How to Shibori Dye
- Indigo Dye Kit
- 5 Gallon Bucket
- Second bucket/plastic tub for water
- Wood dowel/scrap/ paint sticks for mixing
- Long gloves– the gloves that come with the kit are too short
- Rubber Bands– we like these with assorted dimensions
- Binder Clips– assorted dimensions for the win
- PVC Pipe
Our Favorite things to dye:
Setting up the buckets
You are going to want to give yourself some space here. If you’re able, this is great to set up on the lawn near a garden hose. Since I just did this in a Cleveland winter, it also works in a dark basement near a sink. For inside dyers, put a drop cloth on the floor for safety, and move anything you don’t want to get dyed out of the way. The kit comes with good instructions for mixing all the ingredients, but be careful not to get too aggressive stirring, you don’t want to mix too much air in since this causes the dye to oxidize. You’ll also need to set up the dye bath and let it sit for 30 minutes to an hour, so plan ahead. Use that extra time to try some of our favorite shibori folding patterns.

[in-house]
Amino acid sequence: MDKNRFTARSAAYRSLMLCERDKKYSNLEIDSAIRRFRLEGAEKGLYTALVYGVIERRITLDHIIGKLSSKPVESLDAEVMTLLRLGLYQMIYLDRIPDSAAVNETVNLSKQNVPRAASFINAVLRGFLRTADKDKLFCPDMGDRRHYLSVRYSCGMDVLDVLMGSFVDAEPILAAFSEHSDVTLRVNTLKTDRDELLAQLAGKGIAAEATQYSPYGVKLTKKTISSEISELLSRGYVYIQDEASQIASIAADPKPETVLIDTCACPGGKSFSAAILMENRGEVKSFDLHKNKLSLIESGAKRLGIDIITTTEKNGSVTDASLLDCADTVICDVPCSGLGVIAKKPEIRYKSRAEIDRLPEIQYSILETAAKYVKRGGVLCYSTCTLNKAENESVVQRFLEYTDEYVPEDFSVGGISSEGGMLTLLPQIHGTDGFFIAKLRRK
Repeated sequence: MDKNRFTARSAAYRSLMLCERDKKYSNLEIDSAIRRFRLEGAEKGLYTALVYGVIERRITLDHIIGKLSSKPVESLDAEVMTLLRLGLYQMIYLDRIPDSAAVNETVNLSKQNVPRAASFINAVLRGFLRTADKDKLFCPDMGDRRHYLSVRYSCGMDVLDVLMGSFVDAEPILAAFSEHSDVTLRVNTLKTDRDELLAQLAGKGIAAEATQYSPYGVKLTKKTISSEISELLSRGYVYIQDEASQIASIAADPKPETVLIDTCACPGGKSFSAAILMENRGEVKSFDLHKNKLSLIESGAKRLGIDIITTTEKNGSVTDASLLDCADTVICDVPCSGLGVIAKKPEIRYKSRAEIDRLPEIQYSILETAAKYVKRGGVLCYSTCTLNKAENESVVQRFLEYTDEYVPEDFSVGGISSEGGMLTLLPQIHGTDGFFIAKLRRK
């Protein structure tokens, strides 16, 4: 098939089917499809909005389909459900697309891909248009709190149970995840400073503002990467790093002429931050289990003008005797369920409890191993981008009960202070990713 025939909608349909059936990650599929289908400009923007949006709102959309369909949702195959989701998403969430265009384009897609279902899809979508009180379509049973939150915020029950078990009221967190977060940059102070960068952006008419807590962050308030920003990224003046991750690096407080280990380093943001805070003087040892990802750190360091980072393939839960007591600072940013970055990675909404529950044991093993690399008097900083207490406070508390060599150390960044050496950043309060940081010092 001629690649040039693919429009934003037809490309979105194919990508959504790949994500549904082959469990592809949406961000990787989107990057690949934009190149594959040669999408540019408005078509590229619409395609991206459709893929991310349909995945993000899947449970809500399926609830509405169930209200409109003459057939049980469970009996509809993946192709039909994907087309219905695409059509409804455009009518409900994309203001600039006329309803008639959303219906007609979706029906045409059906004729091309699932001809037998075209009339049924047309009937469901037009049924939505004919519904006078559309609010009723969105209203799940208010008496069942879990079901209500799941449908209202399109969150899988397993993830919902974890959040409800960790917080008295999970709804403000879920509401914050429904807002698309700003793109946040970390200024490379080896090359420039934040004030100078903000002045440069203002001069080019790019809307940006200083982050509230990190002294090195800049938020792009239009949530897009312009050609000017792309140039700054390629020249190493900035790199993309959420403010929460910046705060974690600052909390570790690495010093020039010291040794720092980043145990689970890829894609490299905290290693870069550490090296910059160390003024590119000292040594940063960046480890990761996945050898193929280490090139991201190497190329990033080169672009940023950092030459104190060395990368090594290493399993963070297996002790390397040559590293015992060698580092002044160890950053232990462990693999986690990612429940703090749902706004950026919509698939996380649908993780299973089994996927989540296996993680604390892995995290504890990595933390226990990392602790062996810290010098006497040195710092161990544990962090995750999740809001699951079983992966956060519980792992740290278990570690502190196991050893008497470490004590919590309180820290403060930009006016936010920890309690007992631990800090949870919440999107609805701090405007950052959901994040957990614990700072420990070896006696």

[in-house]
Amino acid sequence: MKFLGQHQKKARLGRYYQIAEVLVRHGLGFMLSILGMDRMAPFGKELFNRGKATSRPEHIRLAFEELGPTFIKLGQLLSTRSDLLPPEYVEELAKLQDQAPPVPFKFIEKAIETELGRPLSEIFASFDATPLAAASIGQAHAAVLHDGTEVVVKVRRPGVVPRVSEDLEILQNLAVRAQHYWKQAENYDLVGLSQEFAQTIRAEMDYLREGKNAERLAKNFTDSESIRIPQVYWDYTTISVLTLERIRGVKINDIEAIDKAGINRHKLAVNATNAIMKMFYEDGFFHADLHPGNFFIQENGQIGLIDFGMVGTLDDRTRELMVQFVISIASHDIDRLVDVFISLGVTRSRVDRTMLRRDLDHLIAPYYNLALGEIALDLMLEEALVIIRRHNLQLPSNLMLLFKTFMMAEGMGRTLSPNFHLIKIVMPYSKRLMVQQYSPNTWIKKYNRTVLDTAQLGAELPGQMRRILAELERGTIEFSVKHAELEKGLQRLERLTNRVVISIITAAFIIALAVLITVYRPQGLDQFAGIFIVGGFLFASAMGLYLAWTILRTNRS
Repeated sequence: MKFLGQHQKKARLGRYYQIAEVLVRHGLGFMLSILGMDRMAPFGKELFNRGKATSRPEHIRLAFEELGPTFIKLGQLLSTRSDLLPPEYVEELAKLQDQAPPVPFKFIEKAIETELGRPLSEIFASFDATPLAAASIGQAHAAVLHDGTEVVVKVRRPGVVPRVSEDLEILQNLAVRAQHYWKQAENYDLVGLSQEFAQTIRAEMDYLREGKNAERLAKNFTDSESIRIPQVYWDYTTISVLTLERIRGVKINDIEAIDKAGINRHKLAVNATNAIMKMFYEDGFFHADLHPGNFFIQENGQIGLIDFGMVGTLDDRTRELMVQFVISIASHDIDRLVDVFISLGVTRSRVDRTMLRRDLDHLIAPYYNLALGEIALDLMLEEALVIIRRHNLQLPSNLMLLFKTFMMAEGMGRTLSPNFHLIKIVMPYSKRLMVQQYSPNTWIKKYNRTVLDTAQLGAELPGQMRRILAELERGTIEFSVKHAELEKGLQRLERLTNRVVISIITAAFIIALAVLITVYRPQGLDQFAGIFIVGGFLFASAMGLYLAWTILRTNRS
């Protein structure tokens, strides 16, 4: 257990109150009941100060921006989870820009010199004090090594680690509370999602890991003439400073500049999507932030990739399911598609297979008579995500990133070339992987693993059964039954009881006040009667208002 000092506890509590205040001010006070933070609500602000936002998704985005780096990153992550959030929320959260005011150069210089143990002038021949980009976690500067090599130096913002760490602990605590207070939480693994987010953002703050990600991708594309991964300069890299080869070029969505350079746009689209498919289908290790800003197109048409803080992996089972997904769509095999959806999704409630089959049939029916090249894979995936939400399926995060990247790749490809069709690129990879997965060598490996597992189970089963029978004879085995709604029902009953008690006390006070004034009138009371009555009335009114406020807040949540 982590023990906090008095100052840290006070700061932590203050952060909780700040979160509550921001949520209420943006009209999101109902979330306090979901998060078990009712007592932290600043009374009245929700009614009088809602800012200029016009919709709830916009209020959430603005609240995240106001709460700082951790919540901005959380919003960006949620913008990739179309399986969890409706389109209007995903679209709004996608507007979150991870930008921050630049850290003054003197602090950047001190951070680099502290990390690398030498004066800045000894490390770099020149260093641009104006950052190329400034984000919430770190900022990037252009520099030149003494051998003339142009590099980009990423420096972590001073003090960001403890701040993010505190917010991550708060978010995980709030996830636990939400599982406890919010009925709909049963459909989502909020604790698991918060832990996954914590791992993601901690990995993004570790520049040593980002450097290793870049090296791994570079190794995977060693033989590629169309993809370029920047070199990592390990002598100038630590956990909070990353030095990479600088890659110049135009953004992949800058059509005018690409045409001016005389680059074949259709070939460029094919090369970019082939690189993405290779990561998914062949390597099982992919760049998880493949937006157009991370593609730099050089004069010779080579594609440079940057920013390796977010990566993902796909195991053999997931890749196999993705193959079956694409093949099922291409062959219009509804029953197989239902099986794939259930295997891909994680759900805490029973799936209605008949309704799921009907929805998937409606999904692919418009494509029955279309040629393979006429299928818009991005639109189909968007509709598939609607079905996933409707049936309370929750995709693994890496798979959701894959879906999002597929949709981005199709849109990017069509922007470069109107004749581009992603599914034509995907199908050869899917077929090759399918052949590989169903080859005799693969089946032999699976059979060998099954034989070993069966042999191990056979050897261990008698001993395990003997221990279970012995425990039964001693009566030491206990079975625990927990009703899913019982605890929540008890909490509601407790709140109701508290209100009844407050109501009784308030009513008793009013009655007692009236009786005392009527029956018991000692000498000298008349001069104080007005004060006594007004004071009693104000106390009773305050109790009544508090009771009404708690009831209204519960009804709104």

Shibori Folding Patterns
When folding your fabric remember that Shibori is based on a resist technique. Meaning, where the fabric is bound, clipped, or folded, will not be exposed to the dye and will remain white. The tighter the fold, the more white the fabric will remain. The looser the fold, the more indigo that will penetrate.
We used four different types of white fabric; linen, unbleached muslin, bleached muslin, and duck cloth. Traditional Shibori is done with silk but while we’re still experimenting let’s go with something a little more simple.